Thursday, May 31, 2012

Have a safe day!

Thursday, May 31
2:30 p.m.
Theoretical Physics Seminar - Curia II
Speaker: Robert Feger, Vanderbilt University
Title: An Explicit SU(12) Family and Flavor Unification Model with Natural Fermion Masses and Mixings
3:30 p.m.

Friday, June 1
2 p.m.
Accelerator Controls Seminar - One West
Speaker: Carl Schumann, Fermilab
Title: Control System Application Development in C/C++
3:30 p.m.
4 p.m.
Joint Experiment-Theoretical Physics Seminar - One West
Speaker: Mike Kordosky, College of William and Mary
Title: Results from MINERvA

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Wilson Hall Cafe

Thursday, May 31
- Breakfast: Apple sticks
- Tomato Florentine
- Barbecue pork sandwich
- Smart cuisine: kielbasa & sauerkraut
- Smart cuisine: chicken marsala
- Smoked turkey melt
- Assorted sliced pizza
- Southwest chicken salad w/ roasted corn salsa

Wilson Hall Cafe Menu

Chez Leon

Friday, June 1
- Mixed greens w/ walnuts, cranberries & blue cheese
- Porcini crusted fillet w/ herb butter
- Whipped potatoes
- Broccoli
- Crème brûlée

Wednesday, June 6
- Sesame-chile chicken w/ watermelon salsa
- Orzo
- Citrus chiffon cake

Chez Leon Menu
Call x3524 to make your reservation.


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Straight from the farm: Fermilab's agriculture program

Rows of corn sprout on one of the tracts of Fermilab farmland. Photo: Joseph Piergrossi

If you were to describe Fermilab as a farm, you'd probably first think of quarks or neutrinos as the harvest. But for roughly 30 percent of the Fermilab property, the harvest really is corn and soybeans.

From the laboratory's earliest days, the Roads & Grounds Group has selected a local farmer to grow crops on 2,100 acres. While in the past some of the land was used for raising beef cattle, today it is used for producing high-yield crops, like much of the upper Midwest farmland.

"It's been a part of the land management here forever," said Mike Becker, assistant site services manager for the Roads & Grounds Group. He said the onsite farming helps manage the land and keeps it from getting overgrown.

Every five years, Fermilab values the land according to the price of corn and soybeans and prospective farmers bid on all 2100 acres. Because of the high demand for these crops, that's about all that has been planted on the property since the 1980s, Becker said. The farmer sells his harvest on the open market.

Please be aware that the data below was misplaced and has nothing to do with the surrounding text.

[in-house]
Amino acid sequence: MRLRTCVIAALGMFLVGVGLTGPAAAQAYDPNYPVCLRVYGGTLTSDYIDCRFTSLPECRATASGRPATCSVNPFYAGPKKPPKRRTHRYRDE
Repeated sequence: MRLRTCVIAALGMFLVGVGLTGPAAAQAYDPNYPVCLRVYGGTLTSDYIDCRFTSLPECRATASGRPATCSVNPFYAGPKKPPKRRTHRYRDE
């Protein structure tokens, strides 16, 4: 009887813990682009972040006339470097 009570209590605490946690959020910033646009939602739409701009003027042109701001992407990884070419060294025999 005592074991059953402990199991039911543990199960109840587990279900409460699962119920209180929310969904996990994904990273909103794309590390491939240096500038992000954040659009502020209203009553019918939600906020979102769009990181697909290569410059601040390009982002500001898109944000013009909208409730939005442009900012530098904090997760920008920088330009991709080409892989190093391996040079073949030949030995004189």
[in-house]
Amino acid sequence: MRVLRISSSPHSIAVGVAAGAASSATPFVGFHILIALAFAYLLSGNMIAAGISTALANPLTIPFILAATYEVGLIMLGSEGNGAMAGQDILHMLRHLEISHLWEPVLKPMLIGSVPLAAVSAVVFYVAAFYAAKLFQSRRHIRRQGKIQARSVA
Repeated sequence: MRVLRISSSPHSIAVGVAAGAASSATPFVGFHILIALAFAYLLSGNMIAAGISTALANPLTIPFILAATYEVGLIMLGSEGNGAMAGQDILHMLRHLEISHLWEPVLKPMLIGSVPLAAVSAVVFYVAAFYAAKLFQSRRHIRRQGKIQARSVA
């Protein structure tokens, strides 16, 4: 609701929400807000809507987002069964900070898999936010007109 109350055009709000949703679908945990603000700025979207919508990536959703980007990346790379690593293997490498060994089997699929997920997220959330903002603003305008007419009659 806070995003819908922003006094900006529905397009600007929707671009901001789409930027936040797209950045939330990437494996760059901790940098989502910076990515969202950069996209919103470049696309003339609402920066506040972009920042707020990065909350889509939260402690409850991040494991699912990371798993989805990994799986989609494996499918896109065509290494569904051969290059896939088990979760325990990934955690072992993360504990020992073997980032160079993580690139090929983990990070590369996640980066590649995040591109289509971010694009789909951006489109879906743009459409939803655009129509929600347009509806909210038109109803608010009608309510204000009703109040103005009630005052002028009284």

All of the onsite farming is conventional in nature – no organic planting here. But it doesn't mean that the program isn't green. Revenues from the lease pay for the environmental projects across the laboratory's 6800 acres, including prairie, wetland and woodland restoration efforts.

The farmer also negotiates with the local community to establish a leaf pickup system. People living in the neighborhoods around the laboratory pay for trucks to pick up their leaf refuse. The farmer takes the leaves, composts them for a year, and then uses them to reintroduce nutrients into the soil once the corn is harvested.

"It's a win-win for everybody," said Becker. "Local communities pay for a relatively short truck trip and our soil is improved."

The farming operations across the site takes advantage of the infrastructure left behind by the farms that used to inhabit the area. Underground clay pipes, some over a hundred years old, drain the crop land into creeks and ditches. Fermilab helps maintain those pipes for the farmer so the land stays as fertile as possible.

Right now, across the many fields on the Fermilab site, corn and soybeans are starting to emerge. As summer approaches, the rows of leafy shoots peek out from the dark, tilled soil, a reminder of the agriculture program as a self-sustaining way of maintaining the Fermilab property.

"We wouldn't be nearly as far with our green efforts and biodiversity improvements over the years without the help of this program," Becker said.

—Joseph Piergrossi

Special Announcement

Walking tour of transitional habitat - today

Today from noon to 1 p.m. you can stroll through a transitional habitat along the Margaret Pearson Interpretive Trail on the Birds, Butterflies and More tour. Enjoy learning from experts while you look up, down & all around. Meet at the Prairie Interpretive Trail, on westbound side of Pine Street.

E-mail Ryan Campbell at with questions.

Photo of the Day

Employees graduate from Walk 2 Run program

Congratulations to Fermilab's recent Walk 2 Run graduates. These employees completed a free 10-week program designed to improve fitness and lose weight by gradually increasing their running potential. At the conclusion of the 10 weeks, most participants were able to complete a 30-minute continuous run or a 5K. For more information on this program contact Jeanne in the Wellness Office at x2548 or at Photo: Reidar Hahn